IMO failed to adopt speed reduction measures
It is well known that reducing the speed of ships cuts fuel use and thus emissions of the main greenhouse gas carbon dioxide (CO₂). What has been less well understood are the benefits for the marine environment and human health. A new report, entitled “The multi-issue mitigation potential of reducing ship speeds”, shows that a 20 per cent lowering in speeds would reduce underwater noise pollution by 66 per cent, and the chance of a fatal collision between a ship and a whale by a massive 78 per cent – as well as reducing CO₂ emissions by 24 per cent.
Regarding air pollutants, the report estimated that emissions of nitrogen oxides (NOx), sulphur dioxide (SO₂) and black carbon (BC) would come down more or less in line with the reduced fuel consumption, which means that a 20 per cent speed reduction would cut all three air pollutants by approximately one quarter.
Commissioned by Seas at Risk and Transport & Environment, the report was launched in time for November’s discussions within the International Maritime Organization (IMO) on reducing shipping’s climate impact, i.e. the Sixth Meeting of Intersessional Working Group on Reduction of GHG Emissions from Ships.
Despite the multiple benefits of ship speed reductions, the IMO meeting did little more than review options already on the table and give more time for technical measures. However, there was widespread acceptance by IMO member states and the shipping industry that ship speed is one of the most important factors affecting emissions.
Commenting on the outcome of the meeting, John Maggs at Seas at Risk said: “The importance of speed reduction in cutting ship GHG emissions in the short-term is woven into the fabric of many of the proposed measures. The challenge as we go forward is to ensure that this most straight-forward of approaches is taken up and implemented in such a way that all ships contribute speed-related emissions savings.”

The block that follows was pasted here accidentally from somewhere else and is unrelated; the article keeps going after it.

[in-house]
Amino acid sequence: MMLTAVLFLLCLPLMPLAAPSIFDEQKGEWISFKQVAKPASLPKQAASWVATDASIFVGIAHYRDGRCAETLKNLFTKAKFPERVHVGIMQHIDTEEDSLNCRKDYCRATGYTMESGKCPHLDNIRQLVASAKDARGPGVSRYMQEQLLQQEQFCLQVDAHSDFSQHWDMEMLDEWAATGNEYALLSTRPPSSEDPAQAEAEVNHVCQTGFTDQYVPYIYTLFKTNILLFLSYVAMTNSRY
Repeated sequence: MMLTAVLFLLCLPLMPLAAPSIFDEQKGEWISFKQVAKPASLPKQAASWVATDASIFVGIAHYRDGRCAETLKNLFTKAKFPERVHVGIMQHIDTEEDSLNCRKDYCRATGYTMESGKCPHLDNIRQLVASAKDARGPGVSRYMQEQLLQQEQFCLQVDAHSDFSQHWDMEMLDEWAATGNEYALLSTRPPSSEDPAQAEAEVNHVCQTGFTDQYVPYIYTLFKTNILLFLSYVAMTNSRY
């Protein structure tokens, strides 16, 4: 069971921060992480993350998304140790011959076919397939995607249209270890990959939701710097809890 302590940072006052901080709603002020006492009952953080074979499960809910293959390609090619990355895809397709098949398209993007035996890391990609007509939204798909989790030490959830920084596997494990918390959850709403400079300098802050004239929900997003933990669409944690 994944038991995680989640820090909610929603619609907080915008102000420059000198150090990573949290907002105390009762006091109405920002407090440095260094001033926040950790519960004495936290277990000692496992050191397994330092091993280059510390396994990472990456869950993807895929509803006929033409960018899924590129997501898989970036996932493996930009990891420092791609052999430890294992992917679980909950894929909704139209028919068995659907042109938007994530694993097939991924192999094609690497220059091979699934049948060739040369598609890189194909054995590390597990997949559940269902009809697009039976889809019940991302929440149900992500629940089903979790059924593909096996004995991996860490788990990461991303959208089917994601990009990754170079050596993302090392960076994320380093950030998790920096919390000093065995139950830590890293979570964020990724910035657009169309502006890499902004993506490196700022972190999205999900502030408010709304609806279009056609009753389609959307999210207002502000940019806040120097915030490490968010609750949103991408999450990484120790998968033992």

T&E’s shipping officer Faig Abbasov added: “The IMO spent yet another week talking the talk without deciding anything except to kick the can further down the road by giving far too much time to technical measures that will deliver too little too late. Everything is slow at the IMO, except for polluting ships, and this needs to change. That’s why the EU needs to move on and start regulating this unchecked sector and include shipping in the bloc’s carbon market.”
Since the Kyoto Protocol was signed in 1997, responsibility for tackling international greenhouse gas emissions from shipping has been delegated to the IMO, so far with very little progress.
Discussions on short-term GHG measures for international shipping will continue at the Seventh Meeting of the Intersessional Working Group on Reduction of GHG Emissions from Ships, to be held at the IMO in London, 23–27 March 2020.
Source: T&E News, 15 November and 16 December 2019
A Clean Shipping Coalition infographic on these issues can be found here: https://seas-at-risk.org/images/Images/Shipping_Arctic/Infographic_8_1-pager_links.pdf
Note: Previous articles on the benefits of ship slow steaming can be found in Acid News No. 4/2017; 3/2017; 3/2015; 3/2012; and 2/2010: https://www.airclim.org/acid-news-archive